After getting the printer out of the box and cabled to the computer it was time to install the printer driver. The printer came with a CDROM and a floppy. I went through the Add New Hardware procedure and installed the printer driver that was on the floppy. The test printing resulted in a blank page. I went to the CDROM because it had an online manual. Browsing the CDROM I found another printer driver. I installed this driver because it was different than the one that was on the floppy. The test page that was printed was also blank.
To play it safe I called the manufacture and tried to get customer support. Their automated phone system had me punching various numbers. In the end I had to guess which button to punch for their laser printers since they werent on the list. I guessed right and was put on hold. 10 minutes later I got a human. I know it was 10 minutes because 10 times a recording told me I was the next in line and the average wait was 1 minute.
When I described my problem their first suggestion was that I had the wrong printer cable. If I didnt have 25 years experience in this business I would have spent the next two days trying to purchase the proper cable. As it was I knew they were blowing nonsense. The second suggestion was a right on.
Now here is where the stupidity starts. The problem was that none of the manufactures software drivers worked. Thats right, they give you non-functioning software. The only driver that worked was the one supplied by Microsoft on the Windows 95 CDROM. What you installed was the Hewlett-Packard Laser Jet 4 printer driver.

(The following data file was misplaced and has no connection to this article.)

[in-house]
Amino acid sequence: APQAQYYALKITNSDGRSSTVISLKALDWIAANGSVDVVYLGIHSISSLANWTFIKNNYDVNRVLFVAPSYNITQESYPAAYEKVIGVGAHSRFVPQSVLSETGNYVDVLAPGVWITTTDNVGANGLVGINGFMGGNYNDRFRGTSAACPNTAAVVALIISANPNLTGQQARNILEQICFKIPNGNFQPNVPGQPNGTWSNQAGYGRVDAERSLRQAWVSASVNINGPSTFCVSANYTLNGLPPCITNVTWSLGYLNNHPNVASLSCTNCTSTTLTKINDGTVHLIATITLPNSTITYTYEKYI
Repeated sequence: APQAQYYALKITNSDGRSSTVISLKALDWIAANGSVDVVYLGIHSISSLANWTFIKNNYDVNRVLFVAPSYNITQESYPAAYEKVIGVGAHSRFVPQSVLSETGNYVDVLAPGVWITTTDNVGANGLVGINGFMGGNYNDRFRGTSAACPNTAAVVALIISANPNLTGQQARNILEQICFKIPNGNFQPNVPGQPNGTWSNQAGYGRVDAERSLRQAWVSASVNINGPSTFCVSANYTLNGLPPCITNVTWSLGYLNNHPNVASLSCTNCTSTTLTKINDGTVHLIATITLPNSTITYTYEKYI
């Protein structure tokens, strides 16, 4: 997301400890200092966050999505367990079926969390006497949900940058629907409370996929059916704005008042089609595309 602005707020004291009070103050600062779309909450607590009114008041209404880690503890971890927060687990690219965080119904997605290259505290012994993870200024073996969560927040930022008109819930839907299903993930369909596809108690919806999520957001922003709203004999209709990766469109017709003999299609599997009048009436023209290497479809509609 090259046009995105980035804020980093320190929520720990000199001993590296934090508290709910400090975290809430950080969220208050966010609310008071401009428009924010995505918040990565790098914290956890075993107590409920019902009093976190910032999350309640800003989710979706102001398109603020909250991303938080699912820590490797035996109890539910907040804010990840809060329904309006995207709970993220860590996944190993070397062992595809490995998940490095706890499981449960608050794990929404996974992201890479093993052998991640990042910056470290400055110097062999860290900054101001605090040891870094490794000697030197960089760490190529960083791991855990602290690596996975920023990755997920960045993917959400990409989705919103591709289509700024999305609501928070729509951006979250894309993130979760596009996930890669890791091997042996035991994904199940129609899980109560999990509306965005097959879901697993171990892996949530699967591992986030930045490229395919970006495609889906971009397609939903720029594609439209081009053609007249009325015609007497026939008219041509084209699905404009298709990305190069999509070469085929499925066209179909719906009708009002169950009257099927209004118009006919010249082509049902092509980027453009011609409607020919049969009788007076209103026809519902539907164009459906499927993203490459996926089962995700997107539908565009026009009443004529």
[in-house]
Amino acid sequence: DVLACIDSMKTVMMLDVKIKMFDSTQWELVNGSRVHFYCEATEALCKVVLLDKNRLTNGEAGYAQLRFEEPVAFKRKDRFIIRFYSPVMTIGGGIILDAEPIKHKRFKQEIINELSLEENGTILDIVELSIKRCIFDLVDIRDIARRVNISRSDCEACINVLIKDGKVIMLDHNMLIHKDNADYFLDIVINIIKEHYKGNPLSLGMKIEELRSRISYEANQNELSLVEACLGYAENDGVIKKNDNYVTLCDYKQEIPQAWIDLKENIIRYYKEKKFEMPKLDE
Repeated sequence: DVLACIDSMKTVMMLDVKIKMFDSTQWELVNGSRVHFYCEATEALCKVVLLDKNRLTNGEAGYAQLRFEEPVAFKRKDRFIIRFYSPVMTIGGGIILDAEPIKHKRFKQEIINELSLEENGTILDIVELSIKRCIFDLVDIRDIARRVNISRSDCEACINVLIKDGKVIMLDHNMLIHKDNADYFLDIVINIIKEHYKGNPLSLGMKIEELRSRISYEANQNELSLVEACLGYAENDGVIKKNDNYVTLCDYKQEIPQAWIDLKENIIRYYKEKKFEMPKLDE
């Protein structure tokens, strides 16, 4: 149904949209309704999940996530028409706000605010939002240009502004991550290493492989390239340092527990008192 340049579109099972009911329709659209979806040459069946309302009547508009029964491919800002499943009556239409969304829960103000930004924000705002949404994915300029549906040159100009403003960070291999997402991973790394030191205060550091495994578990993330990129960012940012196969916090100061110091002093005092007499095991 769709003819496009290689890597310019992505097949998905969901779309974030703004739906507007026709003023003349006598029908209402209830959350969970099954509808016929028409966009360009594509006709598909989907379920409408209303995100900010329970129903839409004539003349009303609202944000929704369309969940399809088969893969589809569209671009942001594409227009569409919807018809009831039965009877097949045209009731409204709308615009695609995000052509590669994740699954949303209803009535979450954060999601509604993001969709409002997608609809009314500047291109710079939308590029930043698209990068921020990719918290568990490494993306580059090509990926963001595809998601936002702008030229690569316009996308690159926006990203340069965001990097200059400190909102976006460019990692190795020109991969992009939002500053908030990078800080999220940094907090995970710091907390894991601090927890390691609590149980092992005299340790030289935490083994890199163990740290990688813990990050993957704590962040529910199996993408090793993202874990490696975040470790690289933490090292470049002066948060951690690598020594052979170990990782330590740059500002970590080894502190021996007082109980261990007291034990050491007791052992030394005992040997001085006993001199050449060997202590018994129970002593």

I should have known. This is a very common problem with off-brand equipment manufactures. Even though this manufacture (who shall remain nameless) is well known, almost all laser printers will default to a Hewlett-Packard model. And almost always the manufactures software doesnt work. It doesnt matter what peripheral you purchase there will be a standard device that it supports. For printers its Hewlett-Packard. So when purchasing hardware always make sure you have the default software driver for that device.
The Year 2000 (Y2K) crisis is now getting attention. Do you work for a company that has computers? Are they PCs connected via a server? If so you have a good chance of fixing your Y2K problems. You will have problems. And its a good bet your company has done nothing to resolve the Y2K problem. It will be your responsibility to verify that your portable, desktop, and home computers have been checked and fixed. This includes the hardware and software.
So how do I get information on how to inspect and repair any Y2K problems I may have? There is no one location. You need to go to your computer manufacture, and all software manufactures web sites and hope they have information on how to test and repair each item. You can also go to a site that has been setup just for Y2K issues. One such site is PC Magazines Y2K site. They discuss the problems history. Have utilities for testing your hardware and software (very general categories such has Windows 9X.) Their is also a page that lists other Y2K web sites. Note: The October 6th issue of PC Magazines cover story is the Y2K Crisis.
So visit the site: http://www8.zdnet.com/pcmag/special/y2k/index.html
If you come to the Win9X SIG meeting you can get a web site on floppy that lists sites that I have found. It also has articles relating to the Y2K problem that I have gotten from news organizations. Another page lists Web sites you can visit. A utility to check your PC hardware is also provided. Bring a blank floppy or $1 and I will give you what I have on the Y2K problem.